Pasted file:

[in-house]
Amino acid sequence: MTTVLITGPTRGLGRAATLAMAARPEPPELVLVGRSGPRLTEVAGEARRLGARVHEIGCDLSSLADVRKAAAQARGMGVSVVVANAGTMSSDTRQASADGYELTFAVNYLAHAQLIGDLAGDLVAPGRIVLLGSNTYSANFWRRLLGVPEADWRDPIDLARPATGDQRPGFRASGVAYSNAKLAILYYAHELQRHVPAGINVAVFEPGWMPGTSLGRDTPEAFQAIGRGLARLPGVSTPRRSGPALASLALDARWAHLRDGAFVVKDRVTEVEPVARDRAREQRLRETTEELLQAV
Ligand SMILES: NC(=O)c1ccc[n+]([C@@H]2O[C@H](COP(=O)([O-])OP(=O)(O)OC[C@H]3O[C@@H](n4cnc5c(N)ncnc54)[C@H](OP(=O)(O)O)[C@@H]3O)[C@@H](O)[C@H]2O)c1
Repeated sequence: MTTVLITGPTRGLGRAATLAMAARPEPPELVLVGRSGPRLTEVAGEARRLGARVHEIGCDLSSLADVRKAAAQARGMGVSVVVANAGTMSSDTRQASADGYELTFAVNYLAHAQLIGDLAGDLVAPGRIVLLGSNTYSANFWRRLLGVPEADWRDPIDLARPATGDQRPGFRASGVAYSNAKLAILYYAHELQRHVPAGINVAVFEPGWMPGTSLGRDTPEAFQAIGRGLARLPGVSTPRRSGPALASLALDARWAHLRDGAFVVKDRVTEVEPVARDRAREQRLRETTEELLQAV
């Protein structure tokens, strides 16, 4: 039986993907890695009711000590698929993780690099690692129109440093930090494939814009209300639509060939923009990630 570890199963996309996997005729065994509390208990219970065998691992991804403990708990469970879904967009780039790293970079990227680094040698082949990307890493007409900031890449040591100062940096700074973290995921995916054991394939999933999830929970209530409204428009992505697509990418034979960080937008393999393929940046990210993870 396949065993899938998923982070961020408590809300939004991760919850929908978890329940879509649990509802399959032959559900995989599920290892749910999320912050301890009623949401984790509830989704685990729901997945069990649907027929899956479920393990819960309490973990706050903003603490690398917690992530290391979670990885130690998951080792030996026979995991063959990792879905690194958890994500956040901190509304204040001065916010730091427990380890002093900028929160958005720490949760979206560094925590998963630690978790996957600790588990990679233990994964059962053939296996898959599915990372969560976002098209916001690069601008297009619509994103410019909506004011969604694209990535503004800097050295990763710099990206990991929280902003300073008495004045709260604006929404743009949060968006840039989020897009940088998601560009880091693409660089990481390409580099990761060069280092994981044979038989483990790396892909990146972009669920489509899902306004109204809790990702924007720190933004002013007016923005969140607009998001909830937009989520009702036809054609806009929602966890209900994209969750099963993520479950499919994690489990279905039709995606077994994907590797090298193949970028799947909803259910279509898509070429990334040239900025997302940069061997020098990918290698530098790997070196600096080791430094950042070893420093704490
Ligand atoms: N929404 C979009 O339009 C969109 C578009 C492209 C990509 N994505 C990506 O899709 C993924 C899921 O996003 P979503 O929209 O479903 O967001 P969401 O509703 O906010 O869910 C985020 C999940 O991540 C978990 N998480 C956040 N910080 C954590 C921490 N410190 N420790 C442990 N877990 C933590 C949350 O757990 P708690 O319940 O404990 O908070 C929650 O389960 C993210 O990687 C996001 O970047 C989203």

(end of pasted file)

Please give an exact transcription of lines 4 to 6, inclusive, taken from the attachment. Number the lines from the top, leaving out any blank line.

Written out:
Repeated sequence: MTTVLITGPTRGLGRAATLAMAARPEPPELVLVGRSGPRLTEVAGEARRLGARVHEIGCDLSSLADVRKAAAQARGMGVSVVVANAGTMSSDTRQASADGYELTFAVNYLAHAQLIGDLAGDLVAPGRIVLLGSNTYSANFWRRLLGVPEADWRDPIDLARPATGDQRPGFRASGVAYSNAKLAILYYAHELQRHVPAGINVAVFEPGWMPGTSLGRDTPEAFQAIGRGLARLPGVSTPRRSGPALASLALDARWAHLRDGAFVVKDRVTEVEPVARDRAREQRLRETTEELLQAV
């Protein structure tokens, strides 16, 4: 039986993907890695009711000590698929993780690099690692129109440093930090494939814009209300639509060939923009990630 570890199963996309996997005729065994509390208990219970065998691992991804403990708990469970879904967009780039790293970079990227680094040698082949990307890493007409900031890449040591100062940096700074973290995921995916054991394939999933999830929970209530409204428009992505697509990418034979960080937008393999393929940046990210993870 396949065993899938998923982070961020408590809300939004991760919850929908978890329940879509649990509802399959032959559900995989599920290892749910999320912050301890009623949401984790509830989704685990729901997945069990649907027929899956479920393990819960309490973990706050903003603490690398917690992530290391979670990885130690998951080792030996026979995991063959990792879905690194958890994500956040901190509304204040001065916010730091427990380890002093900028929160958005720490949760979206560094925590998963630690978790996957600790588990990679233990994964059962053939296996898959599915990372969560976002098209916001690069601008297009619509994103410019909506004011969604694209990535503004800097050295990763710099990206990991929280902003300073008495004045709260604006929404743009949060968006840039989020897009940088998601560009880091693409660089990481390409580099990761060069280092994981044979038989483990790396892909990146972009669920489509899902306004109204809790990702924007720190933004002013007016923005969140607009998001909830937009989520009702036809054609806009929602966890209900994209969750099963993520479950499919994690489990279905039709995606077994994907590797090298193949970028799947909803259910279509898509070429990334040239900025997302940069061997020098990918290698530098790997070196600096080791430094950042070893420093704490
Ligand atoms: N929404 C979009 O339009 C969109 C578009 C492209 C990509 N994505 C990506 O899709 C993924 C899921 O996003 P979503 O929209 O479903 O967001 P969401 O509703 O906010 O869910 C985020 C999940 O991540 C978990 N998480 C956040 N910080 C954590 C921490 N410190 N420790 C442990 N877990 C933590 C949350 O757990 P708690 O319940 O404990 O908070 C929650 O389960 C993210 O990687 C996001 O970047 C989203």